“SUSAN SONTAG’S ESSAYS ARE GREAT INTERPRETATIONS, AND EVEN FULFILLMENTS, OF WHAT IS REALLY GOING ON” (CARLOS FUENTES)
SONTAG, Susan. Against Interpretation and Other Essays. New York: Farrar, Straus & Giroux, (1966). Octavo, original white cloth, original dust jacket.
First edition of Sontag’s best critical writings from 1961 to 1965 dealing extensively with literature, theater, and film, signed on the half title by Susan Sontag.
The essays in this work, both explicitly and in practice, address the role of the critic. Here, Sontag argues that interpretive criticism should stop stifling creativity and instead demonstrate how the work “is what it is” rather than attempt to show what it means. Discussing film, theater, and literature, this collection of essays deals with works by artists from Bresson to Lukács to Arthur Miller and attempts to rescue figures and subjects that might otherwise have been destined for obscurity. Sontag “has come to symbolize the writer and thinker in many variations: as analyst, rhapsodist, and roving eye, as public scold and portable conscience” (Time). “Susan Sontag is a writer of rare energy and provocative newness” (The Nation).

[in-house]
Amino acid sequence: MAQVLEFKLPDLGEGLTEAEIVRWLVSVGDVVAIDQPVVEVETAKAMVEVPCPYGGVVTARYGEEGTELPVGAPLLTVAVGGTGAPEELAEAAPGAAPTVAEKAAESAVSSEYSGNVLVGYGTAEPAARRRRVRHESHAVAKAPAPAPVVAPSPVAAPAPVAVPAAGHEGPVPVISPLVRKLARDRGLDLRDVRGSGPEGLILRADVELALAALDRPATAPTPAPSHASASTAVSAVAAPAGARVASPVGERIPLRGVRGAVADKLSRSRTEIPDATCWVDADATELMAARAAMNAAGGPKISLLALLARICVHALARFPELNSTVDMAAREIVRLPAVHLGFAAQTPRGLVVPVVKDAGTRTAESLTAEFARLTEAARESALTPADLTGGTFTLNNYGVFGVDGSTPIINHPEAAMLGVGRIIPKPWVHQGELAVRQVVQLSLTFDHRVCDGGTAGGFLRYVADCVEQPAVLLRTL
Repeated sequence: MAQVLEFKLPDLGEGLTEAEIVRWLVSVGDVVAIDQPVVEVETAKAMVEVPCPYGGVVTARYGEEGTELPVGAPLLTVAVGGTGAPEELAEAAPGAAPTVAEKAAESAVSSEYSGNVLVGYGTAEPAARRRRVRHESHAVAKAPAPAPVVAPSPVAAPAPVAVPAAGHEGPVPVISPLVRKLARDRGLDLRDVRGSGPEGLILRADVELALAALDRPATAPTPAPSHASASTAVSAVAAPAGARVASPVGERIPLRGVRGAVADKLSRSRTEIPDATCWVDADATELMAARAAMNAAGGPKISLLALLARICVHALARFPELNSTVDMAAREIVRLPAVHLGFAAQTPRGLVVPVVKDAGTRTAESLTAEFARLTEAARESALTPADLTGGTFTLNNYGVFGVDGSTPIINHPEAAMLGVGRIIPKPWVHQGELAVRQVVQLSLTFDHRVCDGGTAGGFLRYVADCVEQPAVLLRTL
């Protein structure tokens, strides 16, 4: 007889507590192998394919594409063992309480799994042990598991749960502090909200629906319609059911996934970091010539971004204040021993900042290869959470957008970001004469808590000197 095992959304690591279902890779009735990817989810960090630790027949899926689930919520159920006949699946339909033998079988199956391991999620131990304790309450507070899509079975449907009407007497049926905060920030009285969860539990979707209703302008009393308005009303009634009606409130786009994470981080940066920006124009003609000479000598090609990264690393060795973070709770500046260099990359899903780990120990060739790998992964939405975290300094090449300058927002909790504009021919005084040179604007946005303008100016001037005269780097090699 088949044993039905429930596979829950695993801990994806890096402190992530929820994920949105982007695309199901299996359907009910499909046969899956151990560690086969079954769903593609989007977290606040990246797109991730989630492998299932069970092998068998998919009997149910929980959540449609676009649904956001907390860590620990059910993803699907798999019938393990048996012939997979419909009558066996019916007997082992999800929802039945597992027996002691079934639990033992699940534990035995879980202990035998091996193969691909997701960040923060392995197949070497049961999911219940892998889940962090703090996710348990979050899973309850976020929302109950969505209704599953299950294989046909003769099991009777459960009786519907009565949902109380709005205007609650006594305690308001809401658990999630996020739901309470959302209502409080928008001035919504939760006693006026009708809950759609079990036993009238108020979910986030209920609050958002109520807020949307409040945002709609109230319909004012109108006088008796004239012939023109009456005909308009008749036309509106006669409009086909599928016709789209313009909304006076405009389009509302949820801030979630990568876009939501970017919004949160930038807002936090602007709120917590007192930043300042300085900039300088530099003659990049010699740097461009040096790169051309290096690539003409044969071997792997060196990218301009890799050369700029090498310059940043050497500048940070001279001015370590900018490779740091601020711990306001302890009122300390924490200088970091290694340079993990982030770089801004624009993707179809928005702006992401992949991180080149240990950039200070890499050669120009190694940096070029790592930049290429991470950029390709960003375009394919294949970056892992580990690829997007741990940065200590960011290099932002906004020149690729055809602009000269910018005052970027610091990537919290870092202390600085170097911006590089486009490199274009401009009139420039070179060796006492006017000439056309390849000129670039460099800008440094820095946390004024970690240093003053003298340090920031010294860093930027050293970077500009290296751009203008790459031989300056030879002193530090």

Book near-fine, with light marginal embrowning as always and light foxing to very edges of cloth. Dust jacket near-fine, with small rub mark and faint toning. A handsome copy, scarce signed.